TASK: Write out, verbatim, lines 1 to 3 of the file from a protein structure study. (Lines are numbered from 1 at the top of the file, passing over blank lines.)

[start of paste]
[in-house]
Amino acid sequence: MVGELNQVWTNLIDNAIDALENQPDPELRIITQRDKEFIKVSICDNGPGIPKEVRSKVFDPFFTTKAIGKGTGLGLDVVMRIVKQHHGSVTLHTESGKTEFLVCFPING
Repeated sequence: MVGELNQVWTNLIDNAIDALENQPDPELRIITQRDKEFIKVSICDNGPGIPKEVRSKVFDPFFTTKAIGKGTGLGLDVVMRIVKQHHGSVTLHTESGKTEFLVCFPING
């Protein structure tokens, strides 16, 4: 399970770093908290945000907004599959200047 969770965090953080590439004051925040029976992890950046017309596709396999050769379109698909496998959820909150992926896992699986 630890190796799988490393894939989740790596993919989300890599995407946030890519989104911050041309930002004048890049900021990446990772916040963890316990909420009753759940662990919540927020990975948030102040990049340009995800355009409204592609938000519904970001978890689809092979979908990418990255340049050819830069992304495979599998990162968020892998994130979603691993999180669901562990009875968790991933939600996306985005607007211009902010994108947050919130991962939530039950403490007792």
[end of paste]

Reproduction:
[in-house]
Amino acid sequence: MVGELNQVWTNLIDNAIDALENQPDPELRIITQRDKEFIKVSICDNGPGIPKEVRSKVFDPFFTTKAIGKGTGLGLDVVMRIVKQHHGSVTLHTESGKTEFLVCFPING
Repeated sequence: MVGELNQVWTNLIDNAIDALENQPDPELRIITQRDKEFIKVSICDNGPGIPKEVRSKVFDPFFTTKAIGKGTGLGLDVVMRIVKQHHGSVTLHTESGKTEFLVCFPING